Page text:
Stars, trees, lasers, lights, everything locking into nothing, everything together yet apart.
They float through the night, ribbons on an impossible breeze. Twirling, twisting, tangled up in each other like lovers— family— friends, a line of lion dancers following a syncopated beat, minus the beast. Their cheeks are ruddy, flash-sunburned, flushed from a marathon of grilled meats and fried starch and cloudy, sweet wine whose liberated vessels were lined up like toy soldiers at the edge of the table, until one of their party took too shaky of a step while extracting themselves for a smoke break. A platoon of limpid green bottles tipped into oblivion with enough force to shatter upon impact, all reduced to glittering rubble on worn wood floors. One of the boys, giggling even as he apologized with slippery words, bowed over and over to the waitress while a man who could’ve been their collective father emerged from the back of house, fury in the pull of his eyes but silence clenched into his jaw, and swept the shards away. For the trouble, a 20 percent tip, calculated before tax. The last thing the waitress hears before the door closes behind them is, I don’t know, man, it just wasn’t as good as last time, then the squeak of white sneakers skidding against streets slicked with new rain.
They head for the reservoir. Almost an hour walk but they aren’t fighting time. Soon no more windows scream in neon; no more street corners reek of overflowing garbage and unwashed strangers. A few pairs of hands uncurl from fists. Some of the girls stop once, twice to pull their knee socks up. One of them lingers longer as the rest of the group forges on and, when she finds who she’s looking for at the vanguard, takes their hand and lets her own be held.
Of course the gate is closed, but they’re experts at getting what they want. Two of the boys boost a girl who lingers at the top of the fence, long bare legs straddling the wire, warm silky flesh pressing against the cool metal. She plays her part, letting the leers linger as she catches her breath, eyes tracing the halo of light surrounding the lip of the reservoir, the sliding slope into low darkness, spiderwebs of reflected stars betraying the water at the bottom of the pit. And in the distance: music.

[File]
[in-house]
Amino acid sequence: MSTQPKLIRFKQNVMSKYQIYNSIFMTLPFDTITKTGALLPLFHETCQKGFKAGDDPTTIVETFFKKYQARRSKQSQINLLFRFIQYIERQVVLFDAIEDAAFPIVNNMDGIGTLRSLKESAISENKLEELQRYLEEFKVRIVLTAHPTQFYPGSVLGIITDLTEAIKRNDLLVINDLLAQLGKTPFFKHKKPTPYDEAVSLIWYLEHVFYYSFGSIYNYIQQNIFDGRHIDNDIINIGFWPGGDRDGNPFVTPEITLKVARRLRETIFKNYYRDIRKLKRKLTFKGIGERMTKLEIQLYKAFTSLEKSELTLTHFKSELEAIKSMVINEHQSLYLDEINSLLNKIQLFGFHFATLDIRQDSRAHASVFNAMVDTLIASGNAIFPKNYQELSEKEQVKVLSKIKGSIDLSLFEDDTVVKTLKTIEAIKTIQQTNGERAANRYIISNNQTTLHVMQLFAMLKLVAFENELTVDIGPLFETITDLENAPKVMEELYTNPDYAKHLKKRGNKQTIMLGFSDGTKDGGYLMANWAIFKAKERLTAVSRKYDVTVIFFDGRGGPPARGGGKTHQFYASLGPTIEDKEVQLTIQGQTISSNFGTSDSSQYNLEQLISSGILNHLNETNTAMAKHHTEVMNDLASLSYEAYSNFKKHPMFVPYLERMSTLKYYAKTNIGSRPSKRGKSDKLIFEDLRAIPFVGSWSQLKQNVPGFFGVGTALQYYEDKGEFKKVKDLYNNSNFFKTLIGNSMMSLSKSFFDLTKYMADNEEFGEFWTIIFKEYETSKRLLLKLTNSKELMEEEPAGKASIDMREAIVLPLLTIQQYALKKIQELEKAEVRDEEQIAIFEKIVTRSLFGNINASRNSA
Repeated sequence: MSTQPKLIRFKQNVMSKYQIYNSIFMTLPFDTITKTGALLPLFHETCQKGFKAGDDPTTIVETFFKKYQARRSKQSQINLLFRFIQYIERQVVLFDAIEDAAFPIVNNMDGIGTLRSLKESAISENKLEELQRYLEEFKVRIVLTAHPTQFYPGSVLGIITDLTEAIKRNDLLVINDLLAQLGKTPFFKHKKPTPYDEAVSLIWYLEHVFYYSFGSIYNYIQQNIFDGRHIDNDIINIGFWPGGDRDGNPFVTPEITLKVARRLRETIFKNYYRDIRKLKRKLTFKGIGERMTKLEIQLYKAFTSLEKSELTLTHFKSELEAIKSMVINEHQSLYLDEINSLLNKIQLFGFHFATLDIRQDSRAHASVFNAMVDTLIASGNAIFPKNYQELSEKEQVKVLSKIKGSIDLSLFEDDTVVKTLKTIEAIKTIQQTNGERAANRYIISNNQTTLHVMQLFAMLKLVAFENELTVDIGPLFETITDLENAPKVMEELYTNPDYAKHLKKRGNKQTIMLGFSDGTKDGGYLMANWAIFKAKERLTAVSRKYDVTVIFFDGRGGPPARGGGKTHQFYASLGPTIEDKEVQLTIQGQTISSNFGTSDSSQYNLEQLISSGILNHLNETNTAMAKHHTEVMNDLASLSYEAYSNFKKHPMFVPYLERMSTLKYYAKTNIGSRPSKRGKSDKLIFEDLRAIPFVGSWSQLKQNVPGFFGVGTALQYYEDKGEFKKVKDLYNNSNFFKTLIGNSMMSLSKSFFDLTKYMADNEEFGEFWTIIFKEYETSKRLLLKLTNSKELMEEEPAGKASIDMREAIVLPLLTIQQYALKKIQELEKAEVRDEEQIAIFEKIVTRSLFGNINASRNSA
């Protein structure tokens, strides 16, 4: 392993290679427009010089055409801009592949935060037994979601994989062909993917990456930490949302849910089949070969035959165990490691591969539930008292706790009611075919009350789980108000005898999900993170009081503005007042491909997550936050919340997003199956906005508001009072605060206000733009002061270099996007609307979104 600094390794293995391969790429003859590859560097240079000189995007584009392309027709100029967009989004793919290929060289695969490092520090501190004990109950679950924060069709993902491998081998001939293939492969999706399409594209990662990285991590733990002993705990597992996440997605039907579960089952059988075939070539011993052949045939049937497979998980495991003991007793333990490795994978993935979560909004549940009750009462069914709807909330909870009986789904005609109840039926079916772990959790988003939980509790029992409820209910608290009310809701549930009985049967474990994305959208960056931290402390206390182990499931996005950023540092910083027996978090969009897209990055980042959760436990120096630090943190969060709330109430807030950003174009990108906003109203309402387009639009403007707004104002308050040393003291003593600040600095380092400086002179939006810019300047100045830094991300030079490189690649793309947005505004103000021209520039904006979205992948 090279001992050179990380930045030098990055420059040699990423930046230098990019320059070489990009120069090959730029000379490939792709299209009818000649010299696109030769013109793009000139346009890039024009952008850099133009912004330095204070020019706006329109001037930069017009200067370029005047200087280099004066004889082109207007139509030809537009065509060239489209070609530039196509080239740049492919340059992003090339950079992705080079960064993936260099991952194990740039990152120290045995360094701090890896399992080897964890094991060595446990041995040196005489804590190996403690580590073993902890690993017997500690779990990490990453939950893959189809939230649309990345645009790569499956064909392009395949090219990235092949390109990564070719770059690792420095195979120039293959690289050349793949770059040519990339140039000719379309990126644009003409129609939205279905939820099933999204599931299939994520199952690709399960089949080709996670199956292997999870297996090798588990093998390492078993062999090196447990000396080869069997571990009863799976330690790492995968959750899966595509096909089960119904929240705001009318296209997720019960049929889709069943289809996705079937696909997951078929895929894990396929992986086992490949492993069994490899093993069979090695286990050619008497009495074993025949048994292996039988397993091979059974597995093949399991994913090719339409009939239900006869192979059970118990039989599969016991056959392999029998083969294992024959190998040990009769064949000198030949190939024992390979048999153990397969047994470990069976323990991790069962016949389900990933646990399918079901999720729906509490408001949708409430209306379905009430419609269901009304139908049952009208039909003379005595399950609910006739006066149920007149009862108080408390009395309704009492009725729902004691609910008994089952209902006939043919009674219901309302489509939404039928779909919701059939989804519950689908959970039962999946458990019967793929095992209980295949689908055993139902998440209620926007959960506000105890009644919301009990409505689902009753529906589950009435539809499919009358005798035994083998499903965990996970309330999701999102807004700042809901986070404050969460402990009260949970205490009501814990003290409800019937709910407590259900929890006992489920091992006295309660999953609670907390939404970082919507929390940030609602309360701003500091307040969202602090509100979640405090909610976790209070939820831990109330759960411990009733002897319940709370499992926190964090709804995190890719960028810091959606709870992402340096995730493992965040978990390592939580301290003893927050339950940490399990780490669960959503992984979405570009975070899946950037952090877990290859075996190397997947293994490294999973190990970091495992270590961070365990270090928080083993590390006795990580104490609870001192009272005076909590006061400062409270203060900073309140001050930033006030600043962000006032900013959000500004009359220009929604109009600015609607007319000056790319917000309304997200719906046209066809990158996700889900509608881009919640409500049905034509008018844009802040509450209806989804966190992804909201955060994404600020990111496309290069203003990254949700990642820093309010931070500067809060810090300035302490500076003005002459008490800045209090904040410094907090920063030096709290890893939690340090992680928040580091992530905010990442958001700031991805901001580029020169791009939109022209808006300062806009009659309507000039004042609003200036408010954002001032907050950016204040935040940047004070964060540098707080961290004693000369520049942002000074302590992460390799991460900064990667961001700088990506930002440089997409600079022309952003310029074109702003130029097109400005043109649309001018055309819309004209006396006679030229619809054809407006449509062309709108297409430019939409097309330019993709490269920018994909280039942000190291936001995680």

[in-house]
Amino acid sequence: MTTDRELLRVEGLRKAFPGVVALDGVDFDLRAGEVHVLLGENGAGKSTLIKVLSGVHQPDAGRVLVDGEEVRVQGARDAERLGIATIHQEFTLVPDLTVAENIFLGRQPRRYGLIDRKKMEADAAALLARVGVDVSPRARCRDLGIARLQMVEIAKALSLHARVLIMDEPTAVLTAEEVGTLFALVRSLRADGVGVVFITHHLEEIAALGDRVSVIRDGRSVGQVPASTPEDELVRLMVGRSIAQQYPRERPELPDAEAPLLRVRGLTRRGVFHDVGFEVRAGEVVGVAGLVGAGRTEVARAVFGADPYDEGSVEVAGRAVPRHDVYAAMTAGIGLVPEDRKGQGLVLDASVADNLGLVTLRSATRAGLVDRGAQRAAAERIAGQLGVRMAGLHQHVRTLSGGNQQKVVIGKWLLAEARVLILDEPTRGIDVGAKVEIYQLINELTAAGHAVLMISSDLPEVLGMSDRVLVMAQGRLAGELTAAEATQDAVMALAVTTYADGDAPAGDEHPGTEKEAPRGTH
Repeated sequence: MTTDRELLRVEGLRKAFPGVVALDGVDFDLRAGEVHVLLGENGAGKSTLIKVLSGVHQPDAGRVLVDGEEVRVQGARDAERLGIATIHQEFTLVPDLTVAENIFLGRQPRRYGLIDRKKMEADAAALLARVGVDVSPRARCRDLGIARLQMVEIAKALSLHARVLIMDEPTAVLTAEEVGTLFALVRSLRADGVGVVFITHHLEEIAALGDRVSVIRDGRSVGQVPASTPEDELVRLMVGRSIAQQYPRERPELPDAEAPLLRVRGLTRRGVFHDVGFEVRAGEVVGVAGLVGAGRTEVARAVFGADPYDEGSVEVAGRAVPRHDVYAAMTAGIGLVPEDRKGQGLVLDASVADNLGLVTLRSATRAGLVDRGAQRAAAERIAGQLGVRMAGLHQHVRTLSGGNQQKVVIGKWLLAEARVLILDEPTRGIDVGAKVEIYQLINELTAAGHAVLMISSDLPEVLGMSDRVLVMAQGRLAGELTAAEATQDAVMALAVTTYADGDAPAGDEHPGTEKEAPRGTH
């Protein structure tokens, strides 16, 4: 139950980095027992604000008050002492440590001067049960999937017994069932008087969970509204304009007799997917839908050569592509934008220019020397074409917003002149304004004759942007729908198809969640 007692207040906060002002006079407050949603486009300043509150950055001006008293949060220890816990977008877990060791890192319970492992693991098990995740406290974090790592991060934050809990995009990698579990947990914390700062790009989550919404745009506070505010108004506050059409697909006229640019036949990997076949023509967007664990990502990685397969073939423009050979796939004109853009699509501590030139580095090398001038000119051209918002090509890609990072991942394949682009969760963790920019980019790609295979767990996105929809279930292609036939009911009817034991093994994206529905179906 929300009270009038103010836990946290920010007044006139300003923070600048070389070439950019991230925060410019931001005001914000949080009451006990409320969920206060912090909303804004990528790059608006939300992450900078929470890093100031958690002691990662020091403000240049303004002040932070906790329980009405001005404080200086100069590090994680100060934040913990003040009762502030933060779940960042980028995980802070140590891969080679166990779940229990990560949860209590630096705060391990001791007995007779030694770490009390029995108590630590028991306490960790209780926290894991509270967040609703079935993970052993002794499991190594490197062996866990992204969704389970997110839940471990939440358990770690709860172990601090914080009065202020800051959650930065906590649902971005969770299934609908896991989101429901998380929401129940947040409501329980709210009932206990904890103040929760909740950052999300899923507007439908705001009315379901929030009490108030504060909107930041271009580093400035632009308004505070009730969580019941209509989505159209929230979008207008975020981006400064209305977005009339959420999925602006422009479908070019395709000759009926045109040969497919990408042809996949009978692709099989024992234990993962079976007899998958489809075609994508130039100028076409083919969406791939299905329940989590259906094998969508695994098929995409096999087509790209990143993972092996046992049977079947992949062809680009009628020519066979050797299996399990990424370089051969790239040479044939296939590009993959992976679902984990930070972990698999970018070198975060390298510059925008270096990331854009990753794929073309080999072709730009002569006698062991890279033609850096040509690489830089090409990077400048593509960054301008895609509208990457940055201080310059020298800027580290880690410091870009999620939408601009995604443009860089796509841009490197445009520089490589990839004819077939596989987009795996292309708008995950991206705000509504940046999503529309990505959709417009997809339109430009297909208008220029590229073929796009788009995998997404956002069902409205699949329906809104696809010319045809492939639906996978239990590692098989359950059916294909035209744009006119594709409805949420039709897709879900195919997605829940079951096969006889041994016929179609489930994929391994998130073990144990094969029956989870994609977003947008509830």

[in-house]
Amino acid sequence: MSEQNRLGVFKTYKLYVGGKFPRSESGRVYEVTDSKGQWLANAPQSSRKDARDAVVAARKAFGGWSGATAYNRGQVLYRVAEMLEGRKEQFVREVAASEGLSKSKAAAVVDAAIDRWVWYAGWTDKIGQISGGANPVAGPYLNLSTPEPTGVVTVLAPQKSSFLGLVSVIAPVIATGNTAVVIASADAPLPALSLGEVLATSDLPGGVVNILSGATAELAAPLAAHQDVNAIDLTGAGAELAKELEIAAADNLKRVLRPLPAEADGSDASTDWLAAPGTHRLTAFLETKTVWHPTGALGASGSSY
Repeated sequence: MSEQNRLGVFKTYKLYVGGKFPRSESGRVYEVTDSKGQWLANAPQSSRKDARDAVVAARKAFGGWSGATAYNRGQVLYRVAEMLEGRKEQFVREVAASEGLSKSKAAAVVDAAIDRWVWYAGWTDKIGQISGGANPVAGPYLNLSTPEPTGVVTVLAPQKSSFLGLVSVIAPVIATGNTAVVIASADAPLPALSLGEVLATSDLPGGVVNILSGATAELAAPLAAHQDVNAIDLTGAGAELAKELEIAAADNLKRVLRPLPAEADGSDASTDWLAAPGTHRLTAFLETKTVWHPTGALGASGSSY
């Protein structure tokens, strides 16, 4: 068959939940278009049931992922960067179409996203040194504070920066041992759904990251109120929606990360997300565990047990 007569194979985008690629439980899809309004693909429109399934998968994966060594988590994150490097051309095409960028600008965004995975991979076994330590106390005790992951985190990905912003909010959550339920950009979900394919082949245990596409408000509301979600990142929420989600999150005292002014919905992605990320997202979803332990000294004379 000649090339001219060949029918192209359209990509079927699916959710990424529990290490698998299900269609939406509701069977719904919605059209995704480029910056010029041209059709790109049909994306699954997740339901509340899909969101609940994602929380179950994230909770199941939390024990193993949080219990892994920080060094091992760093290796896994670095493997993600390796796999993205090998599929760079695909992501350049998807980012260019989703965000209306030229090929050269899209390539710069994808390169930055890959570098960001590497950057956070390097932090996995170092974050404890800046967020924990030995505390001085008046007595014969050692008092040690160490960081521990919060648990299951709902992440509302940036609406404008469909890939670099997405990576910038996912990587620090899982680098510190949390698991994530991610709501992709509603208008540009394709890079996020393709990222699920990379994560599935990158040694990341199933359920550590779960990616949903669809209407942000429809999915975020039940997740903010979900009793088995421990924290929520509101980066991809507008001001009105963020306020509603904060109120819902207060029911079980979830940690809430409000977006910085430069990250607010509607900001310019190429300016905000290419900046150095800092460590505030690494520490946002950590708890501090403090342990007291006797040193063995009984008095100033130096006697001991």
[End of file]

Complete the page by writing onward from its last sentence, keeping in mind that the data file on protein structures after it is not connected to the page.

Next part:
That’s what this is all for. The gate won’t close completely so someone tries to tie it shut with a shoelace pulled from its stays with belligerent force, a harsh zip against panting, expectant breaths. The pure white bow stands out in a mockery of stealth, but it’s a formality more than anything. Historically, the cops don’t come around, except during those few months after the body was found.
The reservoir forest is sparse but not quiet. Temperate wind brushes through the branches, and leaves. A sighing sound constantly surrounds them, if they’d stop to listen, but their mouths won’t stop running and their steps leave craters as the underbrush crackles underfoot; like the pliable snap of a cap twisting free, or, echoes of animal flesh slapped lewdly onto the cooktop.
The girl in the back thinks about the peek she took into the kitchen, the dirty grill tops stacked in a slop bin, the stench of ash and burnt sugar and grease. She pulls her shirt collar up to her nose and sniffs. Smells like meat.
The rave’s well underway. One of the boys walks toward a man standing behind the foldout table that serves as an altar. The DJ pogoes out of sync with the track, pigtails occasionally flying into the man’s face, and as the boy approaches, the man finally grabs one of them and yanks her into the table. The girl winces, and her companion’s hand tightens around hers. The DJ’s laughing as she folds herself back up but, chastened, she only bobs lightly to the beat. She looks like one of those solar-powered widgets, a new age marionette who can’t even dance to her own music.
The party doesn’t stop. The boy shakes with the man. Their palms kiss long enough for the girl to know what comes next. Hey, don’t waste that, this is good shit, Let’s fucking go, Kinda feels like it’s gonna rain again, you can smell it in the air, Maybe we should go home, Don’t be such a bitch, C’mon, this is weak, we can go harder. The music begins to phase out of itself, harmonies separating and stretching out like a sonic slinkie. The girl takes a pill and a bottle, then a sip, then a long tip. The party starts to rise.